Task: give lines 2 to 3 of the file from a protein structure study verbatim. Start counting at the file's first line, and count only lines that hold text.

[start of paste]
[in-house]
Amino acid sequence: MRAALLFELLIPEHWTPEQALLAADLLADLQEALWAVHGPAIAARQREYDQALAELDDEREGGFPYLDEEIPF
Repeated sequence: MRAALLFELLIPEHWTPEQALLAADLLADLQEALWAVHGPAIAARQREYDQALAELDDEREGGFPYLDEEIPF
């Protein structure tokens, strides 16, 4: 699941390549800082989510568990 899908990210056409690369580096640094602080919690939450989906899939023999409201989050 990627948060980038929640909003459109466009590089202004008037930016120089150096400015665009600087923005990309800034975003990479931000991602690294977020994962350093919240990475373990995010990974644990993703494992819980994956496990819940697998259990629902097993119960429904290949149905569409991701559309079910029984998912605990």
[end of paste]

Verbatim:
Amino acid sequence: MRAALLFELLIPEHWTPEQALLAADLLADLQEALWAVHGPAIAARQREYDQALAELDDEREGGFPYLDEEIPF
Repeated sequence: MRAALLFELLIPEHWTPEQALLAADLLADLQEALWAVHGPAIAARQREYDQALAELDDEREGGFPYLDEEIPF